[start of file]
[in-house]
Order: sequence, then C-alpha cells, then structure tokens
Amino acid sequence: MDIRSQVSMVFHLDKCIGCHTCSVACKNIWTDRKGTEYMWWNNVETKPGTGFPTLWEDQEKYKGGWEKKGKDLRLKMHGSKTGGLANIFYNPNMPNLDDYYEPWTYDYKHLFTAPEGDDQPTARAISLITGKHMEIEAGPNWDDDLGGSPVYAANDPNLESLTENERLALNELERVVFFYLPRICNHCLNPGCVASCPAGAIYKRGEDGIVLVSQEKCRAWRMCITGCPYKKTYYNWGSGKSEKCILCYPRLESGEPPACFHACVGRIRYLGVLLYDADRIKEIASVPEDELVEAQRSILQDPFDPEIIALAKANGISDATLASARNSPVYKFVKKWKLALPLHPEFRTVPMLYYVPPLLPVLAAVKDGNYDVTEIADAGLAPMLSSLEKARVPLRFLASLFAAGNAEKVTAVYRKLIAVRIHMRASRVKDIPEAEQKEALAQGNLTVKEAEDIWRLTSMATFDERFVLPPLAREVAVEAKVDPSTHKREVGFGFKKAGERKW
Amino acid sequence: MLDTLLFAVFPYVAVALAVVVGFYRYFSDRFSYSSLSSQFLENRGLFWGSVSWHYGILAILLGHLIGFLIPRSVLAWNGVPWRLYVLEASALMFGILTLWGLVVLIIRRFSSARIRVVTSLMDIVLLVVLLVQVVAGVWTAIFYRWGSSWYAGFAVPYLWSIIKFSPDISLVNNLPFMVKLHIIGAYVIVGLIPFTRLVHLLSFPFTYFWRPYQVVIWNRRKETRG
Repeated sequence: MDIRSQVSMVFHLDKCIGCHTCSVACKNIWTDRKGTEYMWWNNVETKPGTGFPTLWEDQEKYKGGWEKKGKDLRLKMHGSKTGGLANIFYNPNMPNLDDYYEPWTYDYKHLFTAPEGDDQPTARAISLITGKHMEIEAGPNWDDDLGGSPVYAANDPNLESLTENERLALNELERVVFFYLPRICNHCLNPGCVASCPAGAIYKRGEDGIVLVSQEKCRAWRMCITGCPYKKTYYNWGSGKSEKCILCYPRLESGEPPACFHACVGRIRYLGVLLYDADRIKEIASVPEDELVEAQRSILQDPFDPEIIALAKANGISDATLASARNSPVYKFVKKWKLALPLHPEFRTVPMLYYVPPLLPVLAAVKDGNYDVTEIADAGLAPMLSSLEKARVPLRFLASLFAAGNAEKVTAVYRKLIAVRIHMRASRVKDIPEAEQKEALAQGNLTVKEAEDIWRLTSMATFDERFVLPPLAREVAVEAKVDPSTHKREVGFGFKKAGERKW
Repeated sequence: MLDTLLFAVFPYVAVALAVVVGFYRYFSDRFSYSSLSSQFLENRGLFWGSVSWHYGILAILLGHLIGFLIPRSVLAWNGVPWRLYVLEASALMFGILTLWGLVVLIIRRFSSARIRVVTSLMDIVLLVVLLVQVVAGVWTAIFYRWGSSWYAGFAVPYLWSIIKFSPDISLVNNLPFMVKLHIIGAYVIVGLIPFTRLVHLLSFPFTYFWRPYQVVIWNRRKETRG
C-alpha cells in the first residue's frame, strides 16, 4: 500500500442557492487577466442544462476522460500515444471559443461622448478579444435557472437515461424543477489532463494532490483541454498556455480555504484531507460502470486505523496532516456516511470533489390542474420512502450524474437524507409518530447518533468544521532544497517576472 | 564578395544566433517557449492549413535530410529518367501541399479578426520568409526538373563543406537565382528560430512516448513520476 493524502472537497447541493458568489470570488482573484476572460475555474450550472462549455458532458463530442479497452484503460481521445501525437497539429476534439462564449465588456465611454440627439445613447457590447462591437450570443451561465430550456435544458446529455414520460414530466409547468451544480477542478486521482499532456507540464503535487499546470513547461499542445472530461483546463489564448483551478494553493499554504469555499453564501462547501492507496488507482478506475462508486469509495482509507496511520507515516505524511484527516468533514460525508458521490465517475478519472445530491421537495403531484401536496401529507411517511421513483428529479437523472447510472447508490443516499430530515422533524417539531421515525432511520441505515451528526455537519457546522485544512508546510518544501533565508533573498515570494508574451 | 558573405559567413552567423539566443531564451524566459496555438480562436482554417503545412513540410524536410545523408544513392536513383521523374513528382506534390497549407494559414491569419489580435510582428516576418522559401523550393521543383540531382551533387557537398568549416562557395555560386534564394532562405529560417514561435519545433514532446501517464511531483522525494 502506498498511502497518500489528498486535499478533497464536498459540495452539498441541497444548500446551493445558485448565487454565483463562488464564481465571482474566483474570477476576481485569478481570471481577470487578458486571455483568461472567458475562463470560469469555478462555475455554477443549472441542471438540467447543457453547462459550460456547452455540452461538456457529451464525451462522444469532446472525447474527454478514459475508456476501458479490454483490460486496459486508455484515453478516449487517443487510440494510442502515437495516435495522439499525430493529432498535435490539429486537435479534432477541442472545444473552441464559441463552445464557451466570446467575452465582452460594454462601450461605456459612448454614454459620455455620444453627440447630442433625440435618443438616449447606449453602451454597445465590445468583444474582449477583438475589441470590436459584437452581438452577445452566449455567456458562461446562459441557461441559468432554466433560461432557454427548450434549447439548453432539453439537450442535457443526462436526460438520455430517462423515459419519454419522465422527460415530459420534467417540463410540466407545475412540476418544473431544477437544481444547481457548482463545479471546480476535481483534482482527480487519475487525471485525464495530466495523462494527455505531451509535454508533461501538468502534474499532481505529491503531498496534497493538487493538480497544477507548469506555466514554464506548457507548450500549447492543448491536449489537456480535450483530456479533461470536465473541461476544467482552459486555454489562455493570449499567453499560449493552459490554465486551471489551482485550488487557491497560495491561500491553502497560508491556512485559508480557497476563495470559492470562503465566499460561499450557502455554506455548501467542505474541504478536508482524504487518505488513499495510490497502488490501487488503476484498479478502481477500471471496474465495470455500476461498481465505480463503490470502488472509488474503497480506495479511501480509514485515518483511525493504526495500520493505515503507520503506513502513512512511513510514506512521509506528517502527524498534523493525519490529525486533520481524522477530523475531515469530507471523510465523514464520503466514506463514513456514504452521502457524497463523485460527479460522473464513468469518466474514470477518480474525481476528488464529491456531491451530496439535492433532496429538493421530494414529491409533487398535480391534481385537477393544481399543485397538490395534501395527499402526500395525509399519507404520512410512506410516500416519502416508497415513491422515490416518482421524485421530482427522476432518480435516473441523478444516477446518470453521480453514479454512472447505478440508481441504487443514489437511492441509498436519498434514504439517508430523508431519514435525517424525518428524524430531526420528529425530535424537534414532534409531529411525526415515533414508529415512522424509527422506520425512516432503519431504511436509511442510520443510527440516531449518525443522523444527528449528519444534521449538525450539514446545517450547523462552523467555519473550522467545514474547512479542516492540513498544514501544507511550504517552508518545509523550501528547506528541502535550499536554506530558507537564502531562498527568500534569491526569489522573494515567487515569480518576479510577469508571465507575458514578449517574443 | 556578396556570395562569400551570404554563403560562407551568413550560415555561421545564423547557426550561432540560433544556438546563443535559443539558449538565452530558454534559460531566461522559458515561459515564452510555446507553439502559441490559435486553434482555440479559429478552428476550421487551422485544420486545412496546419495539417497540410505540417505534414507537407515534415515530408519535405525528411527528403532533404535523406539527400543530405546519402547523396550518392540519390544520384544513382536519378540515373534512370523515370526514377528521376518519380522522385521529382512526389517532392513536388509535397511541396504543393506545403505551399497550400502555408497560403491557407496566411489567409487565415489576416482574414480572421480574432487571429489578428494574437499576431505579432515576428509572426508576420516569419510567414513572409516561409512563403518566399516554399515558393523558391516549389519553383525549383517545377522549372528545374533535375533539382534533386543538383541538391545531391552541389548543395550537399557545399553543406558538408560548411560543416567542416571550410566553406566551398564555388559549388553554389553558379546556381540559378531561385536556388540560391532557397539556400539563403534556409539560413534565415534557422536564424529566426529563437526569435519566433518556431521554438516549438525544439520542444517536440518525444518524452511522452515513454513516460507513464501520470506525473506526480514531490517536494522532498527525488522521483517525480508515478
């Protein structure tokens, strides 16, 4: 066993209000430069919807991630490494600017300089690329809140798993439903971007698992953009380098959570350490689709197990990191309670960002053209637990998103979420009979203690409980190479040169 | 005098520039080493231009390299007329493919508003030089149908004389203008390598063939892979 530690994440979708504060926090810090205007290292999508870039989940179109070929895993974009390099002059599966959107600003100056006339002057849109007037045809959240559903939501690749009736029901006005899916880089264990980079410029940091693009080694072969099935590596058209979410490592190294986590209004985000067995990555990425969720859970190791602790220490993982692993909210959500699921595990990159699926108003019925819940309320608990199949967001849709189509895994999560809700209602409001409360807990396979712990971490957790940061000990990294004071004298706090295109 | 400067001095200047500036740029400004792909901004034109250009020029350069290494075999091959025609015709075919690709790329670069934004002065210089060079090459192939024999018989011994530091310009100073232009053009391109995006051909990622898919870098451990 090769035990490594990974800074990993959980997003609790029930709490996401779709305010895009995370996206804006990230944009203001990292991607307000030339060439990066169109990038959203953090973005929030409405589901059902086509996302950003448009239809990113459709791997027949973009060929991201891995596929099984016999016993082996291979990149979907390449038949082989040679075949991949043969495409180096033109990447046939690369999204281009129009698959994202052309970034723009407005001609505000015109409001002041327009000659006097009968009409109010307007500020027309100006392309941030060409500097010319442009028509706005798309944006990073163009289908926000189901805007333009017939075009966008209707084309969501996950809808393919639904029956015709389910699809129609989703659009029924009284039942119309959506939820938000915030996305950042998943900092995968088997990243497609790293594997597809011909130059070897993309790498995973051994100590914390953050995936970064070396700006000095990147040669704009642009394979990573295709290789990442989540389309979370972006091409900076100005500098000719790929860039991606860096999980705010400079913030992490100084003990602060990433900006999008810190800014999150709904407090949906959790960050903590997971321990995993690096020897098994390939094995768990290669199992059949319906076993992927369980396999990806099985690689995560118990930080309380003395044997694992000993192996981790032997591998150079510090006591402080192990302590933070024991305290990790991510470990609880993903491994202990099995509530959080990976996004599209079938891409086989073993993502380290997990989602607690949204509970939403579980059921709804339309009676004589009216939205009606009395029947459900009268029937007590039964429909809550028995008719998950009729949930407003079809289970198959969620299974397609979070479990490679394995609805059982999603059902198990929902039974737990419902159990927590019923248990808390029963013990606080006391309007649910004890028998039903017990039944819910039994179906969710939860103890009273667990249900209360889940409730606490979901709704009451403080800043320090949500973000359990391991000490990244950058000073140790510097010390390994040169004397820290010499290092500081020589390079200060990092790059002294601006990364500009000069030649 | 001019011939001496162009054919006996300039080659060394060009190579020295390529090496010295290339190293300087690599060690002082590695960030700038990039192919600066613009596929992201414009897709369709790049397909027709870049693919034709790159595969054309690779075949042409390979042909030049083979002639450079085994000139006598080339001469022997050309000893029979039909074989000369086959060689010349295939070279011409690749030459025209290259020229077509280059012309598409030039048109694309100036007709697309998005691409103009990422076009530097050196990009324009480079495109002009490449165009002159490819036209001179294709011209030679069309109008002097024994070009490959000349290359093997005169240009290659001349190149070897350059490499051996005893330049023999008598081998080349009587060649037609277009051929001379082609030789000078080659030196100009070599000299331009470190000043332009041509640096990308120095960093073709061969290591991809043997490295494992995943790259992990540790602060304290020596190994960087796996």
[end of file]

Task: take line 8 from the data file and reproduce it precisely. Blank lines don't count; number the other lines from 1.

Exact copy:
């Protein structure tokens, strides 16, 4: 066993209000430069919807991630490494600017300089690329809140798993439903971007698992953009380098959570350490689709197990990191309670960002053209637990998103979420009979203690409980190479040169 | 005098520039080493231009390299007329493919508003030089149908004389203008390598063939892979 530690994440979708504060926090810090205007290292999508870039989940179109070929895993974009390099002059599966959107600003100056006339002057849109007037045809959240559903939501690749009736029901006005899916880089264990980079410029940091693009080694072969099935590596058209979410490592190294986590209004985000067995990555990425969720859970190791602790220490993982692993909210959500699921595990990159699926108003019925819940309320608990199949967001849709189509895994999560809700209602409001409360807990396979712990971490957790940061000990990294004071004298706090295109 | 400067001095200047500036740029400004792909901004034109250009020029350069290494075999091959025609015709075919690709790329670069934004002065210089060079090459192939024999018989011994530091310009100073232009053009391109995006051909990622898919870098451990 090769035990490594990974800074990993959980997003609790029930709490996401779709305010895009995370996206804006990230944009203001990292991607307000030339060439990066169109990038959203953090973005929030409405589901059902086509996302950003448009239809990113459709791997027949973009060929991201891995596929099984016999016993082996291979990149979907390449038949082989040679075949991949043969495409180096033109990447046939690369999204281009129009698959994202052309970034723009407005001609505000015109409001002041327009000659006097009968009409109010307007500020027309100006392309941030060409500097010319442009028509706005798309944006990073163009289908926000189901805007333009017939075009966008209707084309969501996950809808393919639904029956015709389910699809129609989703659009029924009284039942119309959506939820938000915030996305950042998943900092995968088997990243497609790293594997597809011909130059070897993309790498995973051994100590914390953050995936970064070396700006000095990147040669704009642009394979990573295709290789990442989540389309979370972006091409900076100005500098000719790929860039991606860096999980705010400079913030992490100084003990602060990433900006999008810190800014999150709904407090949906959790960050903590997971321990995993690096020897098994390939094995768990290669199992059949319906076993992927369980396999990806099985690689995560118990930080309380003395044997694992000993192996981790032997591998150079510090006591402080192990302590933070024991305290990790991510470990609880993903491994202990099995509530959080990976996004599209079938891409086989073993993502380290997990989602607690949204509970939403579980059921709804339309009676004589009216939205009606009395029947459900009268029937007590039964429909809550028995008719998950009729949930407003079809289970198959969620299974397609979070479990490679394995609805059982999603059902198990929902039974737990419902159990927590019923248990808390029963013990606080006391309007649910004890028998039903017990039944819910039994179906969710939860103890009273667990249900209360889940409730606490979901709704009451403080800043320090949500973000359990391991000490990244950058000073140790510097010390390994040169004397820290010499290092500081020589390079200060990092790059002294601006990364500009000069030649 | 001019011939001496162009054919006996300039080659060394060009190579020295390529090496010295290339190293300087690599060690002082590695960030700038990039192919600066613009596929992201414009897709369709790049397909027709870049693919034709790159595969054309690779075949042409390979042909030049083979002639450079085994000139006598080339001469022997050309000893029979039909074989000369086959060689010349295939070279011409690749030459025209290259020229077509280059012309598409030039048109694309100036007709697309998005691409103009990422076009530097050196990009324009480079495109002009490449165009002159490819036209001179294709011209030679069309109008002097024994070009490959000349290359093997005169240009290659001349190149070897350059490499051996005893330049023999008598081998080349009587060649037609277009051929001379082609030789000078080659030196100009070599000299331009470190000043332009041509640096990308120095960093073709061969290591991809043997490295494992995943790259992990540790602060304290020596190994960087796996």